Julian Barnes, Julian Barnes. I remember reading The History of the World in 101/2 Chapters in eleventh grade and thinking “WHAT. Writing can do this?! This is ah-mazing.” Ever since I’ve been a defender. A devotee. (see: The Noise of Time and A Sense of an Ending). And I started out with The Only Story thinking the same thing. Ah ha! More magic from Barnes.
And don’t get me wrong, despite my foreboding opening paragraph, this is a great book. It’s just… bleak. The story follows a May-December romance of 19 year old Paul Casey and 48 year old Susan MacLeod. I don’t want to say too much about their relationship, because the pacing of the novel reveals and hides and reveals in purposeful and impactful ways. I’ll say that the story is as much about the hazards of memory, and the way the stories we tell ourselves about our life inevitably and irrevocably shape them, sometimes with our knowledge, often without.
And this is where the novel is at its best: playing around with memory, purposefully reflecting on how the story of this romance has played out on future relationships and experiences, messing with narration and tone and reliability in ways that are interesting and engaging.
It’s also fan-fabulous (fantastic and fabulous) in the small, particular scenes of Paul and Susan. There are many of these – an illustration of how memory works in episodic, non-linear ways. The scenes are full and gesture to the bigger and the wider, while giving substantial depth, too.
It’s all made terrible (or was for me anyway) by the way the novel kept coming back to taking this very particular story and making it universal in emphasizing that everyone has their love story, and that there can be essential truths about love that every reader/person will understand. At one point Paul, who has been collecting adages about love over his lifetime, shares these in the narrative itself, and it reads like an exhausting trip through a card aisle, or the overwrought wedding speech of an uninspired best man/maid of honour. At another point Paul is overwhelmed with anxiety realizing that every particular term of endearment bestowed on a lover, has, in another place and time, already been offered. That there is nothing unique about love, or about your individual experience of it, even while it feels – and is for you – the only story of your life. And then realizes he will die. And die without ever having escaped this only story (and realizing, young, that the best – and worst – period of his life has already happened to him).What a bummer. And what a way to drive home how fleeting (and ultimately meaningless?) our humble experience and existence must be.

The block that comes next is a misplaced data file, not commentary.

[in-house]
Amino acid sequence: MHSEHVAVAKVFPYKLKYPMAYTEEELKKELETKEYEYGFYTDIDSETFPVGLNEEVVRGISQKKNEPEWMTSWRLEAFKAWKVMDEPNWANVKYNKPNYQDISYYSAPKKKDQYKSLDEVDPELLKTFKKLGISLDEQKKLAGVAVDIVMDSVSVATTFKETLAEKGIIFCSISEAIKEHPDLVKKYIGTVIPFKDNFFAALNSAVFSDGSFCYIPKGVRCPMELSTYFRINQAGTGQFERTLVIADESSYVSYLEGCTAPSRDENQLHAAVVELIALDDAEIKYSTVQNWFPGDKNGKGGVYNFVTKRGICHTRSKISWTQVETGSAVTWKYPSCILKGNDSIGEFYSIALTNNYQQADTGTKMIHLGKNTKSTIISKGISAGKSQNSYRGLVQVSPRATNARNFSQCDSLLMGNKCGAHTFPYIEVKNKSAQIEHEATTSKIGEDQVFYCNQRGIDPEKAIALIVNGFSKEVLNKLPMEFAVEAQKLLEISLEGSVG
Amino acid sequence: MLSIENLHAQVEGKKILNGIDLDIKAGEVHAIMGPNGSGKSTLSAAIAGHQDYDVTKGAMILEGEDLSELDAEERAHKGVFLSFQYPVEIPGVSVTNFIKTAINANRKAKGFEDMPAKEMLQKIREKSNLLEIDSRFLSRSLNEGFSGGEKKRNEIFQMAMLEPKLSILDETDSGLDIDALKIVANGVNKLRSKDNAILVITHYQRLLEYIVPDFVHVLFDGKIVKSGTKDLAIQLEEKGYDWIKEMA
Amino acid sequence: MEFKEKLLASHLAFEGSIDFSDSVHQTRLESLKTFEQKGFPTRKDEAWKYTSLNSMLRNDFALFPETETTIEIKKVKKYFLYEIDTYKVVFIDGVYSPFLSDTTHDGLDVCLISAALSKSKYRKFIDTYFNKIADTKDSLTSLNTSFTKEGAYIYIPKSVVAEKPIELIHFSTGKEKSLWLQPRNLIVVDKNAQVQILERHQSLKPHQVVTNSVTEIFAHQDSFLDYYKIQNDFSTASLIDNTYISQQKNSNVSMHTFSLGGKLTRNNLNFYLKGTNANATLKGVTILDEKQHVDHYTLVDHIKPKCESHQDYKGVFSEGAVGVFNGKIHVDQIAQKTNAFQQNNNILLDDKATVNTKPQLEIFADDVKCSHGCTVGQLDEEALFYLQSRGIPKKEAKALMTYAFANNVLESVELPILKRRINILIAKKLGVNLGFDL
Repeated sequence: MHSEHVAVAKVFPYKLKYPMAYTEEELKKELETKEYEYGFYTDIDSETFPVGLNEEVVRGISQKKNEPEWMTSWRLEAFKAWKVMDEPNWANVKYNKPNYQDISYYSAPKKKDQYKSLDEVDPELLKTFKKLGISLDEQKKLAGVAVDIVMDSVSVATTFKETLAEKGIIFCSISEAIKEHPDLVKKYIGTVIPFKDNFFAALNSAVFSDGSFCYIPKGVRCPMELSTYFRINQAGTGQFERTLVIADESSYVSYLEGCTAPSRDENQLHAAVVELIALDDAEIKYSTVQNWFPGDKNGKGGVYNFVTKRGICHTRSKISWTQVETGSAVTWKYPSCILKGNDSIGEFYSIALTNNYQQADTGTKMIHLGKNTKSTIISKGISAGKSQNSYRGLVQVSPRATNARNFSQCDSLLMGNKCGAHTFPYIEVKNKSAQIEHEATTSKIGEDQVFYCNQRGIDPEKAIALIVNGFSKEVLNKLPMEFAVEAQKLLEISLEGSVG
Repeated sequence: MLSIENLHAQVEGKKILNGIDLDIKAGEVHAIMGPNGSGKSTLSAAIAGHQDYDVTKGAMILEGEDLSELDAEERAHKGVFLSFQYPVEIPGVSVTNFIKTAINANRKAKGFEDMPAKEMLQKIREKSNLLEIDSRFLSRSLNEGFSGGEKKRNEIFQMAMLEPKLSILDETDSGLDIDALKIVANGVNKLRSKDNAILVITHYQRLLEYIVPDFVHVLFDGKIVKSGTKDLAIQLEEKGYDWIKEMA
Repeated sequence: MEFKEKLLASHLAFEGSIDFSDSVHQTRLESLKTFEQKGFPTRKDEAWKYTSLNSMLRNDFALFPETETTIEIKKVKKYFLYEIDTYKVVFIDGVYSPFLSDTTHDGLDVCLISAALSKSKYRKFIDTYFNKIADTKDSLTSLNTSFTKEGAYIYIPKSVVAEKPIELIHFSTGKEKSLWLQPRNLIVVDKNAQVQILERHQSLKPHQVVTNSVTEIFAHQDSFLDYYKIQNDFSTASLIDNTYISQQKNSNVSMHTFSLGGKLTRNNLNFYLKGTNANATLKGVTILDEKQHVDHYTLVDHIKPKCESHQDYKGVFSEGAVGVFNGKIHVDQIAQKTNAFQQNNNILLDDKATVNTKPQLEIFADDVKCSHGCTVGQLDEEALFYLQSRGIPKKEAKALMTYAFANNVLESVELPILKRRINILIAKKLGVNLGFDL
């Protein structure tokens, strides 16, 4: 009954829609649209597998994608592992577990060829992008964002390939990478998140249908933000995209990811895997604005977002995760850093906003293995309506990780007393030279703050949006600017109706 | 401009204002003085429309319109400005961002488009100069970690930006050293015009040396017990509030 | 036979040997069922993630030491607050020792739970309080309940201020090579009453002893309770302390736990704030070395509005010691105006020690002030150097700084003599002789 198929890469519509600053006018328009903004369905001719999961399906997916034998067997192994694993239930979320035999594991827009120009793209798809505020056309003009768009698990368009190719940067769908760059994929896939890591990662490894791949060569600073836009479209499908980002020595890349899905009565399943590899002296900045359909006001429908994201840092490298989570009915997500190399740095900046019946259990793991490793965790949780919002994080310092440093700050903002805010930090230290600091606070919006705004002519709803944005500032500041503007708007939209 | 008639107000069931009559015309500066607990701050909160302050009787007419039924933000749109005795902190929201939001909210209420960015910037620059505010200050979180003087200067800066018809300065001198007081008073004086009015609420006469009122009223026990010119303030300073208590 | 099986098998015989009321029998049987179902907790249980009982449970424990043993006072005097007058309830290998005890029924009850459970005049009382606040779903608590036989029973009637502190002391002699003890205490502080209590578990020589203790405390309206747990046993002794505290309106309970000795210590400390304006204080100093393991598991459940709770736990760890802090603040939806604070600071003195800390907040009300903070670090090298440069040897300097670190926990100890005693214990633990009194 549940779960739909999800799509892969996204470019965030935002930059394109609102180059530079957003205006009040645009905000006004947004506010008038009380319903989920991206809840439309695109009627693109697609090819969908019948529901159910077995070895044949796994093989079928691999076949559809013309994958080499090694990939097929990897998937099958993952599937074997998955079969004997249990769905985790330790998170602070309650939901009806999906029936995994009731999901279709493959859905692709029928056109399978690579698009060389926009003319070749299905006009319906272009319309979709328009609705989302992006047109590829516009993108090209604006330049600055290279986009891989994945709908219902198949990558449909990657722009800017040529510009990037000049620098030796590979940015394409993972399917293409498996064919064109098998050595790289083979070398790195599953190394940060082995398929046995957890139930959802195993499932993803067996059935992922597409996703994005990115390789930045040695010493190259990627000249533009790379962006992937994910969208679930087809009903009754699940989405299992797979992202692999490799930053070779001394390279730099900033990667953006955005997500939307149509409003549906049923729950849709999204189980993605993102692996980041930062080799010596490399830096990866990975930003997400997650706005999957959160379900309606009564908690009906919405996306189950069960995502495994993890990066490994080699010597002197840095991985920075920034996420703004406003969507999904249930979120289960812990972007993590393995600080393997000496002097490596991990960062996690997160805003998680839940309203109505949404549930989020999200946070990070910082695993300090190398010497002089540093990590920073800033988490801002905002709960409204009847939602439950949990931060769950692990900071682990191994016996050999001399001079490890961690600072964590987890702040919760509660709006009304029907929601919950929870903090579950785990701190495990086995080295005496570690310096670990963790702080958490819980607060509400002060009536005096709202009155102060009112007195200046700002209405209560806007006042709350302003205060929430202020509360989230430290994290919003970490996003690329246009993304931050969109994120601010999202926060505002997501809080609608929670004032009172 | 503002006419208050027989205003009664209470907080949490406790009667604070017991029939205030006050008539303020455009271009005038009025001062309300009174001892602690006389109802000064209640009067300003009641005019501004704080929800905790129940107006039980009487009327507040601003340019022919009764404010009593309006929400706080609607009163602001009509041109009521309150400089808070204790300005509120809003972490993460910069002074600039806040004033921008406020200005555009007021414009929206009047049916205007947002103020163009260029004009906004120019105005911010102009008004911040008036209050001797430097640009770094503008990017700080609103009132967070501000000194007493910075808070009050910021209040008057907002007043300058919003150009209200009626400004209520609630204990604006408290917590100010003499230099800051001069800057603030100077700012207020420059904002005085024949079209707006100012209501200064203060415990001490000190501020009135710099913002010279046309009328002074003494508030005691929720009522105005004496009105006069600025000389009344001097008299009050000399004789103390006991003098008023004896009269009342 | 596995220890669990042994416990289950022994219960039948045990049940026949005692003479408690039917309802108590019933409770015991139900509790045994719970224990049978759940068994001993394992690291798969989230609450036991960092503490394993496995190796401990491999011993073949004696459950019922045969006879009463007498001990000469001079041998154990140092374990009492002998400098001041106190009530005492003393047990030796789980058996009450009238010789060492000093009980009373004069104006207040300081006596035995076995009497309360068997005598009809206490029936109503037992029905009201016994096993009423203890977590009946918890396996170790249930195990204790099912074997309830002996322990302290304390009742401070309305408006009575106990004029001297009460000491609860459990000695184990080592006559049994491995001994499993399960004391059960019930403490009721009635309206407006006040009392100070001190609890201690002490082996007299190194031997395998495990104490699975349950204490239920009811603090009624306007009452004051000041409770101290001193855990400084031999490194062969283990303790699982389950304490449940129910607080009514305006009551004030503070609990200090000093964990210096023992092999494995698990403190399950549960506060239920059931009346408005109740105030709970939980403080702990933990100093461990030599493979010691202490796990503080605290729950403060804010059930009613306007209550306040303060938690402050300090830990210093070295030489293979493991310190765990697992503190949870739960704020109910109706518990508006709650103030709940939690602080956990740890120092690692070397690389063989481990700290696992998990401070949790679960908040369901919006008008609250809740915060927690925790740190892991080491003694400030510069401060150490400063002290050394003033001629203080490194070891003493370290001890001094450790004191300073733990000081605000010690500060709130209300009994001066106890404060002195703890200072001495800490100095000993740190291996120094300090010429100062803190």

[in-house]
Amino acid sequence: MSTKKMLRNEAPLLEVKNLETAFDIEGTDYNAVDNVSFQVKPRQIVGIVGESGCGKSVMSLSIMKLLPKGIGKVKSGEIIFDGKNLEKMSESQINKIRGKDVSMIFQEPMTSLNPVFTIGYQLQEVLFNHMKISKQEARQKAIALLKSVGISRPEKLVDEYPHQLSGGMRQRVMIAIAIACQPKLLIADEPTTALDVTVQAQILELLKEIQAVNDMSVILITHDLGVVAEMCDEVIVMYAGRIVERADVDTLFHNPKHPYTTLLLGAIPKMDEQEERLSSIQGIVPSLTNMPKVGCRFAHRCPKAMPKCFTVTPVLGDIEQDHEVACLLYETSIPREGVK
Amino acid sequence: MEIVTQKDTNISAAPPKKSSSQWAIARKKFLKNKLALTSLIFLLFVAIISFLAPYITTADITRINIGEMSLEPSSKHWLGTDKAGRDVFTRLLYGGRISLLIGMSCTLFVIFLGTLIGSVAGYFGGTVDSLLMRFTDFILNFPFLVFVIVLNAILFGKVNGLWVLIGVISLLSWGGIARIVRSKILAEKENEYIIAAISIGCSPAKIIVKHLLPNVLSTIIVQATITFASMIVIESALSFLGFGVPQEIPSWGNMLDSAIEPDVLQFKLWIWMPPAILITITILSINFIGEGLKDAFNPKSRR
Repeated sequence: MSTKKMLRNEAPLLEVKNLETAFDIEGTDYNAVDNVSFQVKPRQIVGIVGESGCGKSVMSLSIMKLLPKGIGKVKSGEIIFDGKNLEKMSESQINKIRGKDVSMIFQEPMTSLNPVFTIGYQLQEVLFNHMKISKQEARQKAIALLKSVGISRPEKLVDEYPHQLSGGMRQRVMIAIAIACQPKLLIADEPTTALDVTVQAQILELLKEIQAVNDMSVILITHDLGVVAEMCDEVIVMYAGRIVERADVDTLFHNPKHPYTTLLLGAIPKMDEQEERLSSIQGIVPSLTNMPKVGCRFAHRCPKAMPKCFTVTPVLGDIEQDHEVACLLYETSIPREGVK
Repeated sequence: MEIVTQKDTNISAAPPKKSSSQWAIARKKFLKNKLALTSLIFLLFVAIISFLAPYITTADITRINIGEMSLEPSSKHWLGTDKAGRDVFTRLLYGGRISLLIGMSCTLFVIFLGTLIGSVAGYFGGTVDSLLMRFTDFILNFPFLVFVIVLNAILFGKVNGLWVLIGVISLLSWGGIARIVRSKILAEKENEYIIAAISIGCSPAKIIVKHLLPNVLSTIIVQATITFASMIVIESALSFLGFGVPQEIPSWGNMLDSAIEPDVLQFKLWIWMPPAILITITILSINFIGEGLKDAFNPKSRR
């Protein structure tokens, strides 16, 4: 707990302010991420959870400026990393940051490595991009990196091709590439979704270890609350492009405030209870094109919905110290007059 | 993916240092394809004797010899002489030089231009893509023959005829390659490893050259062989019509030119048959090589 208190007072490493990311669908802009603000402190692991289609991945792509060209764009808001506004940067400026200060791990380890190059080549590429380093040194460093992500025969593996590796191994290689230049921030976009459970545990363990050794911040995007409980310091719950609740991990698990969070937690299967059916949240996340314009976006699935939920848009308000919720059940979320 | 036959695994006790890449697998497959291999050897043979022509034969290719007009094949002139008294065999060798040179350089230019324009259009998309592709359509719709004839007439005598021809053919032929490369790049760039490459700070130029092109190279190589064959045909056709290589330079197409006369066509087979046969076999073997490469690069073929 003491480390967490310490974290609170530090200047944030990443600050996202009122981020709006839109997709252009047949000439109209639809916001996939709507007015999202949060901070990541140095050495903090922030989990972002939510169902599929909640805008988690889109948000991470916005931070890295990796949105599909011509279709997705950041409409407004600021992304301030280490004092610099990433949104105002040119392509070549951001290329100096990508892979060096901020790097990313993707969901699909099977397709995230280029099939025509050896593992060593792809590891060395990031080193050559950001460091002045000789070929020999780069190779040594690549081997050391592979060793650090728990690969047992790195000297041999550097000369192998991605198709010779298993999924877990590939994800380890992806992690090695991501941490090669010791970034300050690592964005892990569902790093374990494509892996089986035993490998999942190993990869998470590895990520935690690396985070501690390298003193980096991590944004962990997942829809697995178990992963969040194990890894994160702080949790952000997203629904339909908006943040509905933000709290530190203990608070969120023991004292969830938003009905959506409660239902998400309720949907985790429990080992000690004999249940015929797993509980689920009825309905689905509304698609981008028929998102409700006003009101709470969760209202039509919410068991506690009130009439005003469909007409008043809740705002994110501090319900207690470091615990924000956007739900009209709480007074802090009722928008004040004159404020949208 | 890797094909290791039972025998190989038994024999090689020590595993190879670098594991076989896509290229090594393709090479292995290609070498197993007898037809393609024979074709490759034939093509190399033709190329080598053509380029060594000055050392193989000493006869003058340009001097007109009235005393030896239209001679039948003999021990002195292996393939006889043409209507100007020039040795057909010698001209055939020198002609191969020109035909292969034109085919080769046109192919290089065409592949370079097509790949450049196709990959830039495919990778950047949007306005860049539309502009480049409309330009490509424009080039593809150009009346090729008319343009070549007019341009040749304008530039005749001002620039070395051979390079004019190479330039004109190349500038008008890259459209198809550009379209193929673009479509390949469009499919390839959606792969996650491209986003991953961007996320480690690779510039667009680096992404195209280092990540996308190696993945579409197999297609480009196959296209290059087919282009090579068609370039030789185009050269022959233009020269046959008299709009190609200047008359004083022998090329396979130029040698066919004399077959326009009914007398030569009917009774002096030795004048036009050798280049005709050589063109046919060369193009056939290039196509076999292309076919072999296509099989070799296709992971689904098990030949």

So it’s not that I expect or believe any different: life is meaningless, and you/I will die, too. Just that I hate confronting such things especially when reading beautiful novels by beautiful authors. How dare this novel, and my darling Barnes, demand I engage with these essential truths. You’re much better off watching Netflix. (Ha ha).